Note that this information may or may not be exhaustive.
It also may or may not contain all known issues or good point about this device.
General freedom issues on the Galaxy S 3 (I9300):¶
- The bootloader is proprietary and signed. It's only possible to replace part of it.
- The bootloader also loads a proprietary OS on the main CPU, in TrustZone. See this analysis for more details on the precise implementation for the Galaxy SIII.
- Some peripherals do require proprietary firmwares to work.
- The bootrom is the first code that is executed, it's stored in a read-only memory: see freedom-privacy-security-issues for more details.
- The hardware is proprietary, and we are not aware if any its schematics is available somewhere on the Internet.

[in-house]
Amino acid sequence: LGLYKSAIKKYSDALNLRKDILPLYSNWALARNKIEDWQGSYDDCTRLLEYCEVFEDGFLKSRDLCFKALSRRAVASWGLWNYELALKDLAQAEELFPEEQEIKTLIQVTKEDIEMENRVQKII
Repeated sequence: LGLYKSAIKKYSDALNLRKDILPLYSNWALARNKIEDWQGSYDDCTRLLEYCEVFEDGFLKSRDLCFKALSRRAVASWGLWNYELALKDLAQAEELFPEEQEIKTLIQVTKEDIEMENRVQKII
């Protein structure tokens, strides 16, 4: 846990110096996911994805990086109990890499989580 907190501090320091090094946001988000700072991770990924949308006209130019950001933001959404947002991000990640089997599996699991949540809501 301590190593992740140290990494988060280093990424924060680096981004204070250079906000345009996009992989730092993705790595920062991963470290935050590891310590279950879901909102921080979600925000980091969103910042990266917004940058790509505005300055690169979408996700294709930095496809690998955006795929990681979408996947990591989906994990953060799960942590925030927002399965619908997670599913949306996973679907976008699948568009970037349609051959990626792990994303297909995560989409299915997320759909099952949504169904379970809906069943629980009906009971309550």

Modem related:¶The modem runs non-free software, which is loaded but not shipped by Replicant.
- When using flight mode, The main CPU has to ask the modem to power itself off.
- The modem is isolated:
- It doesn't use shared memory to communicate with the main CPU, instead it uses HSIC, which is a version of USB 2.0 meant to interface chips together directly. Here the modem also cannot change USB IDs without having the main CPU reset the HSIC bus.
- We are not aware of it being able to access the GPS, but it wouldn't be surprising if it still could (by having a direct connection to it: since no schematics are publicly available we have easy no way to check).
- It has no access to the other CPU peripherals.
- Terminal profile
- Investigate its terminal profile
- Investigate device factory reset security in both Replicant and its recovery (Does it really wipe files?)
- Investigate the flash layout, EMMC partitions, EMMC firmware
- The Exynos 4412 reference manual says that the PMIC firmware can be reflashed (see the IROM_DATA_REG0 register in the subsection 22.214.171.124 of the Chapter 8 (Power Management Unit)).